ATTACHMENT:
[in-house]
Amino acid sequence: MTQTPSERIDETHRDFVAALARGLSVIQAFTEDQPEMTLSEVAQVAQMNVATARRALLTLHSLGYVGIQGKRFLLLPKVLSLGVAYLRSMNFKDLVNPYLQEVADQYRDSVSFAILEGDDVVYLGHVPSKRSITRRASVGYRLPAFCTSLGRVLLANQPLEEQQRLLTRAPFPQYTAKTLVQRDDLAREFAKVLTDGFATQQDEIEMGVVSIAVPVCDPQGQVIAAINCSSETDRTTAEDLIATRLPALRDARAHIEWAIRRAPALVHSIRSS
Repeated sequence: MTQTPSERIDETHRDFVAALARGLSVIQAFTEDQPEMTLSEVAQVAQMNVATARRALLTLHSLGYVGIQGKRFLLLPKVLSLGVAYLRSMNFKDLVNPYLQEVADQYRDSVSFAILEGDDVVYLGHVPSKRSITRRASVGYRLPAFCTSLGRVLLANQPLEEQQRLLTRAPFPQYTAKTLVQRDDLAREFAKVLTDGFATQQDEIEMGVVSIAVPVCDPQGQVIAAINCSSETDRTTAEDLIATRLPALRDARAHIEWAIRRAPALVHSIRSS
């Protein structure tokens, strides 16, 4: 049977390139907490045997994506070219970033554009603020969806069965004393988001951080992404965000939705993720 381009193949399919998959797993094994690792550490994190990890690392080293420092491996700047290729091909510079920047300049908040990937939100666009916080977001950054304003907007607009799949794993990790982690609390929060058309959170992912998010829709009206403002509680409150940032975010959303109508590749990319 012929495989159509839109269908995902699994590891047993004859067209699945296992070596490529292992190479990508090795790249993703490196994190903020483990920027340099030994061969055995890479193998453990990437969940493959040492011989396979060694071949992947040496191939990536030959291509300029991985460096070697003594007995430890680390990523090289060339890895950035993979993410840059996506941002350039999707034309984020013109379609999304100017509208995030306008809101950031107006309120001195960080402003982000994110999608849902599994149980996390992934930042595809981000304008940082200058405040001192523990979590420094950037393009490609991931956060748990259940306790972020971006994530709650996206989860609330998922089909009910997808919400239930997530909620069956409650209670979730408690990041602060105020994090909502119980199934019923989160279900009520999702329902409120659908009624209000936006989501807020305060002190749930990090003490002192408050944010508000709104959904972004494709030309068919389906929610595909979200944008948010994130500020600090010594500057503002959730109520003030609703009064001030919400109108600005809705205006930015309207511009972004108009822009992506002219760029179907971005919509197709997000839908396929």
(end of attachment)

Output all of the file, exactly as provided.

[in-house]
Amino acid sequence: MTQTPSERIDETHRDFVAALARGLSVIQAFTEDQPEMTLSEVAQVAQMNVATARRALLTLHSLGYVGIQGKRFLLLPKVLSLGVAYLRSMNFKDLVNPYLQEVADQYRDSVSFAILEGDDVVYLGHVPSKRSITRRASVGYRLPAFCTSLGRVLLANQPLEEQQRLLTRAPFPQYTAKTLVQRDDLAREFAKVLTDGFATQQDEIEMGVVSIAVPVCDPQGQVIAAINCSSETDRTTAEDLIATRLPALRDARAHIEWAIRRAPALVHSIRSS
Repeated sequence: MTQTPSERIDETHRDFVAALARGLSVIQAFTEDQPEMTLSEVAQVAQMNVATARRALLTLHSLGYVGIQGKRFLLLPKVLSLGVAYLRSMNFKDLVNPYLQEVADQYRDSVSFAILEGDDVVYLGHVPSKRSITRRASVGYRLPAFCTSLGRVLLANQPLEEQQRLLTRAPFPQYTAKTLVQRDDLAREFAKVLTDGFATQQDEIEMGVVSIAVPVCDPQGQVIAAINCSSETDRTTAEDLIATRLPALRDARAHIEWAIRRAPALVHSIRSS
């Protein structure tokens, strides 16, 4: 049977390139907490045997994506070219970033554009603020969806069965004393988001951080992404965000939705993720 381009193949399919998959797993094994690792550490994190990890690392080293420092491996700047290729091909510079920047300049908040990937939100666009916080977001950054304003907007607009799949794993990790982690609390929060058309959170992912998010829709009206403002509680409150940032975010959303109508590749990319 012929495989159509839109269908995902699994590891047993004859067209699945296992070596490529292992190479990508090795790249993703490196994190903020483990920027340099030994061969055995890479193998453990990437969940493959040492011989396979060694071949992947040496191939990536030959291509300029991985460096070697003594007995430890680390990523090289060339890895950035993979993410840059996506941002350039999707034309984020013109379609999304100017509208995030306008809101950031107006309120001195960080402003982000994110999608849902599994149980996390992934930042595809981000304008940082200058405040001192523990979590420094950037393009490609991931956060748990259940306790972020971006994530709650996206989860609330998922089909009910997808919400239930997530909620069956409650209670979730408690990041602060105020994090909502119980199934019923989160279900009520999702329902409120659908009624209000936006989501807020305060002190749930990090003490002192408050944010508000709104959904972004494709030309068919389906929610595909979200944008948010994130500020600090010594500057503002959730109520003030609703009064001030919400109108600005809705205006930015309207511009972004108009822009992506002219760029179907971005919509197709997000839908396929």